Is The Future of Bitcoin Green?

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Rumors about the environmental impact of cryptocurrency mining have long existed. Some, in fact, attribute it as a cause for not using bitcoin. 

But, amid this sea of chatter, what is the actual state of bitcoin mining? Does it have as much impact as many say it does? 

Well, let's uncover the truth. 

Is Bitcoin Mining Unfriendly To The Environment?

In recent years, it has been alleged by some experts that bitcoin mining is an environmentally unfriendly activity. This, they say, is due to the fact that the bitcoin ecosystem requires a large amount of electricity to stay alive. 

Criticism over the use of bitcoin has affected many companies. One of these companies was Tesla which elected to pause their bitcoin operations until they found more sustainable options. 

Bitcoin's carbon footprint is gigantic. According to data from Digiconomist's Bitcoin Energy Consumption Index it is equal to that of Belgium, as both emit around 114.06 megatons of carbon dioxide into the atmosphere every year. 

What impact does bitcoin mining have on the environment? Well, hundreds of experts have dedicated their time to research the subject in depth.

One of these experts was the Dutch bank De Nederlandsche Bank, also known by its acronym DNB. 

DNB has investigated the harmful impact bitcoin mining has on our environment. studies show that the carbon footprint of the bitcoin market had increased by 25% back in 2020

So why does bitcoin use so much energy? Well, cryptographic networks based on proof-of-work need electricity to operate. In other words the more interest there is in mining, the more electricity the network needs. 

I know, it all sounds pretty grim,  but trust me, it’s not as bad as it seems according to The Bitcoin Mining Council (BMC), a voluntary global forum for mining companies and the bitcoin ecosystem in general, which conducted an extensive analysis of the energy aspects of bitcoin. 

Among the analysis findings: More than 46% of U.S. miners used sustainable energy to mine bitcoin in the last quarter of 2021. However, this figure may be misleading since they surveyed less than half of the miners in the U.S. 

Junior Theomou is the CEO and founder of Miners DeFi a group of environmentally conscious members of the fintech community who are on a mission to make cryptocurrency mining green. 

In an exclusive interview with Gokhshtein Media, Theomou claims there are ways to make crypto more sustainable by using "green" mining practices that employ renewable energy sources. He cites solar and hydroelectric power as being the main two. 

Theomou, however, does acknowledge that it is an evolving issue despite there being solutions on the horizon. Ultimately, he says it will take the people's will to implement environmentally friendly practices.

What Do The Experts Think? 

Experts recognize that the energy consumption of crypto assets relying on proof-of-work is a significant problem. Or at least Carol Goforth, a U.S. academic at the University of Arkansas, does. Yet, Goforth is positive about the issue, asserting that as more assets switch to proof-of-stake, this will become less of a problem.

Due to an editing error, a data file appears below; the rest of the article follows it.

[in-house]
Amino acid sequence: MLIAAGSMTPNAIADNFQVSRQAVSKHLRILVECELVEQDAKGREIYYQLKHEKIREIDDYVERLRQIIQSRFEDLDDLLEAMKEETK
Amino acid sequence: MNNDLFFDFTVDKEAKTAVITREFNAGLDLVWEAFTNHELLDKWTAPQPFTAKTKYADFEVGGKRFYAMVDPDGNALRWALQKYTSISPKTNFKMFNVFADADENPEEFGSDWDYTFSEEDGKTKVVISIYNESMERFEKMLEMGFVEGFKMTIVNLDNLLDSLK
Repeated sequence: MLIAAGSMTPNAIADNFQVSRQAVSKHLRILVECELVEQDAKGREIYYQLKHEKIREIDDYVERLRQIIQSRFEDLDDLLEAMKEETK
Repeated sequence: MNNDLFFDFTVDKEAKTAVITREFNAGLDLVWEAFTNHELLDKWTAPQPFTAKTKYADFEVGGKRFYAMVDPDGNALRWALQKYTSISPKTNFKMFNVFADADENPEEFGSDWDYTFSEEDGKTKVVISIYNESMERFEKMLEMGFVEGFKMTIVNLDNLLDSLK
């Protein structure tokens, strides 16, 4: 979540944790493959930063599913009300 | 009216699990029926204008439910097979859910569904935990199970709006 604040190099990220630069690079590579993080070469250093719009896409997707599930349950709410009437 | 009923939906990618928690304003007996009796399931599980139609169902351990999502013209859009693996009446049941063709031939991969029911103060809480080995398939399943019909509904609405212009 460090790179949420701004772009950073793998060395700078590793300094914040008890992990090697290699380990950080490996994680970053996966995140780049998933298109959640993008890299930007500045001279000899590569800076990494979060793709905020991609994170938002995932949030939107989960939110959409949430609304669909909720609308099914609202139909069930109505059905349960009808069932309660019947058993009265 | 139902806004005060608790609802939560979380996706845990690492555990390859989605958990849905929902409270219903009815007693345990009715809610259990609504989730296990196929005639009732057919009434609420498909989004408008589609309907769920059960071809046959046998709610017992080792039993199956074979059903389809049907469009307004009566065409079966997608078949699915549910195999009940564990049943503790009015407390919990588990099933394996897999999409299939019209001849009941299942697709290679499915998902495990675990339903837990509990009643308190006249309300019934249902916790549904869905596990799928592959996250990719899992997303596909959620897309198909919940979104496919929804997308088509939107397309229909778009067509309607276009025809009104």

Changing bitcoin's consensus mechanism is nearly impossible. But, there is nothing to worry about as energy consumption is not entirely harmful. Some of the newer bitcoin mining operations in the United States use renewable sources to power their mining equipment. In the long run, this can be proven beneficial to all residents as these operations are inciting infrastructural developments in the U.S.

Will Clemente, the lead insights analyst at Blockware, also made an exciting point. According to Clemente, the conversation needs to change to understand bitcoin's energy consumption better. The question is not why bitcoin consumes so much energy. Rather, the real question is why bitcoin exists noting that if we don't understand bitcoin, its energy consumption will always seem unjustified. 

Clemente also said that the migration of the hash rate out of China is another positive catalyst for cleaner aggregated energy. Jumping out of China means less coal-powered mining and more regulation on what type of energy is used to mine bitcoin. This migration also makes the grid more secure and decentralized. 

Bitcoin: Half Green Now

It is impossible to deny the doubts and concerns about energy consumption in mining. Of course, bitcoin consumes half the energy that the banking system currently consumes. But the banking system indeed serves a lot more people than the bitcoin network. 

Bitcoin is not perfect — it's okay to acknowledge that. And there's no denying that bitcoiners and miners are taking the proper steps to make the network as clean and renewable as possible. 

Will this be enough to drive more adoption? Who knows. At this point, mass adoption is not as important as taking care of the planet we live on. Adoption will eventually come — and if it comes with a cleaner bitcoin, it will be a lot better. 



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